My prosthetist phoned the other day with an intriguing invitation. He asked me if I would like to participate in a running clinic. With invitations few and far between these days, and never one to back down from a challenge, I eagerly accepted. Only after I hung up the phone did I realize the commitment I had made.
There are a few talents that I obviously do not possess. I love to sing, but I have absolutely no talent. Robby has started putting his hand over my mouth when I break into song with his cartoons or CDs. Running is another ability I am missing. I have the heart of an Olympic Champion. I have the grace and coordination of a recently beheaded chicken.
I was unable to run when I had two feet! It isn't that I didn't try to run, because I did. I played softball for years. Although I felt like I was going very fast, apparently I was not. I could hit the ball into the outfield and still get only a single.
My softball coach was concerned about my "unusual" running style. In his less than sophisticated style, he asked my mom if I was "deformed." Regardless of the instruction I received, my running style always remained the same. I put my head down, leaned foward and my legs kicked out to the side, frog fashion. I guess you could say I "waddled" very fast!
I have had a few occasions to run after my amputation. Usually they involved chasing after Robby through a store, park, airport terminal or doctor's office. I have always been successful catching him, but I think it has more to do with the advantage of arm reach versus running ability. All things being equal, Robby could take me in a full out sprint. This is an unfortunate fact I discovered as I was shopping for appropriate clothes for the running clinic.
I was told to wear running shorts and a comfortable shirt. The problem? I don't own a pair of running shorts, and pretty much all of my work-out t-shirts have stains and a lingering odor. An excuse to go shopping! I packed up Robby and headed to Dick's Sporting Goods.
Being a huge Lance Armstrong fan, I immediately set out to find "flattering" Livestrong clothes for the running clinic. I am already worried that I'll be the only slightly pudgy non-athlete in the group. I figured a new Livestrong ensemble would bolster my confidence regardless of the abilities of my fellow participants. It never hurts to look cute.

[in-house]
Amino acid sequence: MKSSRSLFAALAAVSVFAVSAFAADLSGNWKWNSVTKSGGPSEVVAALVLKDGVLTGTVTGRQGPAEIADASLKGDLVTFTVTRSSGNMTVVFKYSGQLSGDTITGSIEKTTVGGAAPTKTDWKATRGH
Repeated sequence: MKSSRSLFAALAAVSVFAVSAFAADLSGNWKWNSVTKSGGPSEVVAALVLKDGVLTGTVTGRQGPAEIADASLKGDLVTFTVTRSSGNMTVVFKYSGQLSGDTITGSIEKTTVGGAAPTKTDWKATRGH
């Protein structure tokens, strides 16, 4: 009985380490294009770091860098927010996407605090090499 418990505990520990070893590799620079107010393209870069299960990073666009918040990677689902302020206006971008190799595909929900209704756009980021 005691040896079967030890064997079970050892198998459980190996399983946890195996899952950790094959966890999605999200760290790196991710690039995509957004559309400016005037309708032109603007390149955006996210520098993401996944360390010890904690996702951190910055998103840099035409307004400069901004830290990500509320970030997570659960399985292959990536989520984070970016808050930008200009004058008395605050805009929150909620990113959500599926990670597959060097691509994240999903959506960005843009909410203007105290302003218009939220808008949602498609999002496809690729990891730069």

Because I don't own a pair of running shorts, I was unsure of the sizes. I searched through the store until I found a pair of running shorts that were not too short. This was not an easy task, and Robby was becoming restless. I grabbed the shorts and a shirt and Robby, who was antsy and loud, and went to the dressing room.
I tried on the shorts, and was happy that they fit. Robby was busying himself playing with tags on the floor. I tried on the shirt. Robby was talking to himself in the mirror. I knew that my "happy toddler" time was coming to an end. I took off the shirt and put it on the bench.
I took one last look at the shorts in the mirror, to make sure that my backside didn't look too "lumpy." During this time, Robby managed to grab my shirt and shorts, along with the shirt I tried on, and was commando crawling under the dressing room door.
He slipped out of the grasp I had on his ankle, and I heard him giggling as he took off through the busy store. I quickly looked in the dressing room for a shirt, but I was out of luck. Realizing I had no choice, I grabbed my purse and opened the door.
It must have been quite a sight for the other customers. A happy toddler was running through the store, laughing and carrying clothes. A one-legged woman in a bra and not so short running shorts, carrying a bright pink purse, in pursuit.
Robby is fast. In addition to having speed, he has the advantage of ducking around racks and fitting through small openings. He made it through the kids' section and halfway into the men's department before I caught him. I put on my shirt in the middle of the store, apologized for my child, bought the clothes and headed home. I am sure that the customers and clerks went home with great fodder for conversation.
Today I am going to a running clinic. I have no illusions that I will emerge from the clinic today as a "runner." I am hoping to increase my confidence and, hopefully, my speed. I am going to leave what is left of my pride at home, and try to learn a new skill. I am hoping that I will be able to keep up with my mischievious sprinter. Wish me luck!